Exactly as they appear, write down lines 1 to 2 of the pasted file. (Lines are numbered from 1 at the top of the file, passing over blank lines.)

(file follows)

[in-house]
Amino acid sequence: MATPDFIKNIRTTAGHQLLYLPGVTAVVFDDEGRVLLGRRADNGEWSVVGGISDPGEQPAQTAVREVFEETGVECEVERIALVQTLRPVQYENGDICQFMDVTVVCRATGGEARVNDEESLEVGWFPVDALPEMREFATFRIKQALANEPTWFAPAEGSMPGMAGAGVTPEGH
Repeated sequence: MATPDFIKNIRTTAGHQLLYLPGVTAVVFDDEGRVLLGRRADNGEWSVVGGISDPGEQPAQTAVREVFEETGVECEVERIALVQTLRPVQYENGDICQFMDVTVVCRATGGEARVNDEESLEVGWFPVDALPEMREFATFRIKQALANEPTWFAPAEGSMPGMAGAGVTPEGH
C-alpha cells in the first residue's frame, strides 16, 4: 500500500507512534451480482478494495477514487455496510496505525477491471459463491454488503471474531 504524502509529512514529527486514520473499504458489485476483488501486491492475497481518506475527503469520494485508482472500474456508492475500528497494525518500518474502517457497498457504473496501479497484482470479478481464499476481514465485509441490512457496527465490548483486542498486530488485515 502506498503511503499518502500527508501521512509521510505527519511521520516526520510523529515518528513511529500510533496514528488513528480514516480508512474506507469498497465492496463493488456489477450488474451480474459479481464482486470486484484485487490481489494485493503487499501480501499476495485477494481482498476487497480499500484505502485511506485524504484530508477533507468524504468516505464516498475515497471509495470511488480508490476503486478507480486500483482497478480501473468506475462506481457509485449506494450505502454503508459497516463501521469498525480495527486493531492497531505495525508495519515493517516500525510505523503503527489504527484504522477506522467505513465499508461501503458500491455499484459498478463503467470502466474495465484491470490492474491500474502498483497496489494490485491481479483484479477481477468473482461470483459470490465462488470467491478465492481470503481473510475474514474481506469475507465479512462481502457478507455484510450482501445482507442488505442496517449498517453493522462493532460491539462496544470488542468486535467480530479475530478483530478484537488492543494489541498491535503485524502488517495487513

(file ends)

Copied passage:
[in-house]
Amino acid sequence: MATPDFIKNIRTTAGHQLLYLPGVTAVVFDDEGRVLLGRRADNGEWSVVGGISDPGEQPAQTAVREVFEETGVECEVERIALVQTLRPVQYENGDICQFMDVTVVCRATGGEARVNDEESLEVGWFPVDALPEMREFATFRIKQALANEPTWFAPAEGSMPGMAGAGVTPEGH